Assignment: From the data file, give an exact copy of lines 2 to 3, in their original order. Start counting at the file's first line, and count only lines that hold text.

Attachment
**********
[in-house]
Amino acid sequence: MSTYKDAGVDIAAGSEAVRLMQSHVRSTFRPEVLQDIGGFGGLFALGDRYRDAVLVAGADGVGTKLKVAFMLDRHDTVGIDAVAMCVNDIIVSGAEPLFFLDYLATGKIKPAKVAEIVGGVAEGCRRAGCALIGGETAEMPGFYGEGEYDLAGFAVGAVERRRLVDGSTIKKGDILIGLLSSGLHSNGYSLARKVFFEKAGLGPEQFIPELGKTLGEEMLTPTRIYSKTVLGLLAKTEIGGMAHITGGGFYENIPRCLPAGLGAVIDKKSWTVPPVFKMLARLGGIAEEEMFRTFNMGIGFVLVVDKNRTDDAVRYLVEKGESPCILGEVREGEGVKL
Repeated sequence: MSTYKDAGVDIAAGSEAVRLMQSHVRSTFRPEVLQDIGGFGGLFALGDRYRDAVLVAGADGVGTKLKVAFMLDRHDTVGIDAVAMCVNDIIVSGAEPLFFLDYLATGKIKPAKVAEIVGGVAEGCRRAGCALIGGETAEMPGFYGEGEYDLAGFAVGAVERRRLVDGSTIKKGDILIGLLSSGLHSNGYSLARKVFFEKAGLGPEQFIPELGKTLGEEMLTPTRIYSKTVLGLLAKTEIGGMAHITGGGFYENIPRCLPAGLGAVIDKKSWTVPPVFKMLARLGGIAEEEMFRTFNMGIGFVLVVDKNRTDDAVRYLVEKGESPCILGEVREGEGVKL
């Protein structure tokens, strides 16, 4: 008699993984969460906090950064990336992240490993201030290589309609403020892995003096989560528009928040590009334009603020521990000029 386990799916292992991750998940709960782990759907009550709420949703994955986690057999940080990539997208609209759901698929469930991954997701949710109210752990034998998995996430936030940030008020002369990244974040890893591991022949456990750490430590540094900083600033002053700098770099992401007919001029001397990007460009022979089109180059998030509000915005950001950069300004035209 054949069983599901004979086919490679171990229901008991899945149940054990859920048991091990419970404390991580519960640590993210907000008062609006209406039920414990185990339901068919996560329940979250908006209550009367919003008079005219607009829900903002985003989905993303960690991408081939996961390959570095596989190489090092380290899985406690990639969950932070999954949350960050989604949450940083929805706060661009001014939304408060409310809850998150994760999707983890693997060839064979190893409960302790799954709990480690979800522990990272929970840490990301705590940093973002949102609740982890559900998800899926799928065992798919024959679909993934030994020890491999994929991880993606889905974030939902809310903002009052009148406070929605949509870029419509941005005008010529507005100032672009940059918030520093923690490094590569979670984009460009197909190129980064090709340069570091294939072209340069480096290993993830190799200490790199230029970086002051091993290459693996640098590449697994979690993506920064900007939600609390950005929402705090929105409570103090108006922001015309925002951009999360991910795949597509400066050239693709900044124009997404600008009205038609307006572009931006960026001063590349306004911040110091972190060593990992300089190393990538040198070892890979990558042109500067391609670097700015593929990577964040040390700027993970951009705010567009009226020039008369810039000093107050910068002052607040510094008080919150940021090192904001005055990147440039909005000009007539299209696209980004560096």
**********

Amino acid sequence: MSTYKDAGVDIAAGSEAVRLMQSHVRSTFRPEVLQDIGGFGGLFALGDRYRDAVLVAGADGVGTKLKVAFMLDRHDTVGIDAVAMCVNDIIVSGAEPLFFLDYLATGKIKPAKVAEIVGGVAEGCRRAGCALIGGETAEMPGFYGEGEYDLAGFAVGAVERRRLVDGSTIKKGDILIGLLSSGLHSNGYSLARKVFFEKAGLGPEQFIPELGKTLGEEMLTPTRIYSKTVLGLLAKTEIGGMAHITGGGFYENIPRCLPAGLGAVIDKKSWTVPPVFKMLARLGGIAEEEMFRTFNMGIGFVLVVDKNRTDDAVRYLVEKGESPCILGEVREGEGVKL
Repeated sequence: MSTYKDAGVDIAAGSEAVRLMQSHVRSTFRPEVLQDIGGFGGLFALGDRYRDAVLVAGADGVGTKLKVAFMLDRHDTVGIDAVAMCVNDIIVSGAEPLFFLDYLATGKIKPAKVAEIVGGVAEGCRRAGCALIGGETAEMPGFYGEGEYDLAGFAVGAVERRRLVDGSTIKKGDILIGLLSSGLHSNGYSLARKVFFEKAGLGPEQFIPELGKTLGEEMLTPTRIYSKTVLGLLAKTEIGGMAHITGGGFYENIPRCLPAGLGAVIDKKSWTVPPVFKMLARLGGIAEEEMFRTFNMGIGFVLVVDKNRTDDAVRYLVEKGESPCILGEVREGEGVKL